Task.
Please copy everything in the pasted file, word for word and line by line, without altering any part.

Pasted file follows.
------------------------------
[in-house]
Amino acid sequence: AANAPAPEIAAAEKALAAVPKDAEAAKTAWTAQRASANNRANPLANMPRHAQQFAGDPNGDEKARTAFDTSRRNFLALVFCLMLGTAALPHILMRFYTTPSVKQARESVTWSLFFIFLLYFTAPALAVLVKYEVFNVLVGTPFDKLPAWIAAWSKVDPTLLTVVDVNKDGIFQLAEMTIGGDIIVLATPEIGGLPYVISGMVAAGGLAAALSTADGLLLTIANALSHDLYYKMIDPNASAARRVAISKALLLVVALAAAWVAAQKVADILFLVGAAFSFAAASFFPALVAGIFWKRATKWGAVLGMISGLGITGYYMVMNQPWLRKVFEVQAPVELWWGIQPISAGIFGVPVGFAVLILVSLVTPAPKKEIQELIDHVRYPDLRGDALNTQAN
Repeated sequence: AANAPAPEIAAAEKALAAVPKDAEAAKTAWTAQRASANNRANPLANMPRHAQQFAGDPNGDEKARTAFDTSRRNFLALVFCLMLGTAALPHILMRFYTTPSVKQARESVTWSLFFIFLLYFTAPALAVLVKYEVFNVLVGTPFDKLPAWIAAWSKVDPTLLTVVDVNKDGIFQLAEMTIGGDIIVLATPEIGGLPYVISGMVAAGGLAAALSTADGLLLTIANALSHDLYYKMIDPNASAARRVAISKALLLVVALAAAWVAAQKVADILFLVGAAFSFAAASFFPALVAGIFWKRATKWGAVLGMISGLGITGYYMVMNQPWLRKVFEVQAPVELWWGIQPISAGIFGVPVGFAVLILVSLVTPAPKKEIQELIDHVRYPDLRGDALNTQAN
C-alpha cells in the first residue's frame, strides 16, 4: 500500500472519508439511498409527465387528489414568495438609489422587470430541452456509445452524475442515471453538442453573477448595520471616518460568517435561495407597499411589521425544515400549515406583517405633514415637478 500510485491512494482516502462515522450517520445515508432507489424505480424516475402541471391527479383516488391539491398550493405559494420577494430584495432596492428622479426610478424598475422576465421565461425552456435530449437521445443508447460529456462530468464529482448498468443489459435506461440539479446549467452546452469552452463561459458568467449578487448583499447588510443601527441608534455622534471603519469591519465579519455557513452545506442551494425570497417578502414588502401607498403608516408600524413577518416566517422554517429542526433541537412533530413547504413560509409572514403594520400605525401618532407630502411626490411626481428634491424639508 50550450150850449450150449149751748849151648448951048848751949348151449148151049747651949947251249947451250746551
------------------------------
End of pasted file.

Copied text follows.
[in-house]
Amino acid sequence: AANAPAPEIAAAEKALAAVPKDAEAAKTAWTAQRASANNRANPLANMPRHAQQFAGDPNGDEKARTAFDTSRRNFLALVFCLMLGTAALPHILMRFYTTPSVKQARESVTWSLFFIFLLYFTAPALAVLVKYEVFNVLVGTPFDKLPAWIAAWSKVDPTLLTVVDVNKDGIFQLAEMTIGGDIIVLATPEIGGLPYVISGMVAAGGLAAALSTADGLLLTIANALSHDLYYKMIDPNASAARRVAISKALLLVVALAAAWVAAQKVADILFLVGAAFSFAAASFFPALVAGIFWKRATKWGAVLGMISGLGITGYYMVMNQPWLRKVFEVQAPVELWWGIQPISAGIFGVPVGFAVLILVSLVTPAPKKEIQELIDHVRYPDLRGDALNTQAN
Repeated sequence: AANAPAPEIAAAEKALAAVPKDAEAAKTAWTAQRASANNRANPLANMPRHAQQFAGDPNGDEKARTAFDTSRRNFLALVFCLMLGTAALPHILMRFYTTPSVKQARESVTWSLFFIFLLYFTAPALAVLVKYEVFNVLVGTPFDKLPAWIAAWSKVDPTLLTVVDVNKDGIFQLAEMTIGGDIIVLATPEIGGLPYVISGMVAAGGLAAALSTADGLLLTIANALSHDLYYKMIDPNASAARRVAISKALLLVVALAAAWVAAQKVADILFLVGAAFSFAAASFFPALVAGIFWKRATKWGAVLGMISGLGITGYYMVMNQPWLRKVFEVQAPVELWWGIQPISAGIFGVPVGFAVLILVSLVTPAPKKEIQELIDHVRYPDLRGDALNTQAN
C-alpha cells in the first residue's frame, strides 16, 4: 500500500472519508439511498409527465387528489414568495438609489422587470430541452456509445452524475442515471453538442453573477448595520471616518460568517435561495407597499411589521425544515400549515406583517405633514415637478 500510485491512494482516502462515522450517520445515508432507489424505480424516475402541471391527479383516488391539491398550493405559494420577494430584495432596492428622479426610478424598475422576465421565461425552456435530449437521445443508447460529456462530468464529482448498468443489459435506461440539479446549467452546452469552452463561459458568467449578487448583499447588510443601527441608534455622534471603519469591519465579519455557513452545506442551494425570497417578502414588502401607498403608516408600524413577518416566517422554517429542526433541537412533530413547504413560509409572514403594520400605525401618532407630502411626490411626481428634491424639508 50550450150850449450150449149751748849151648448951048848751949348151449148151049747651949947251249947451250746551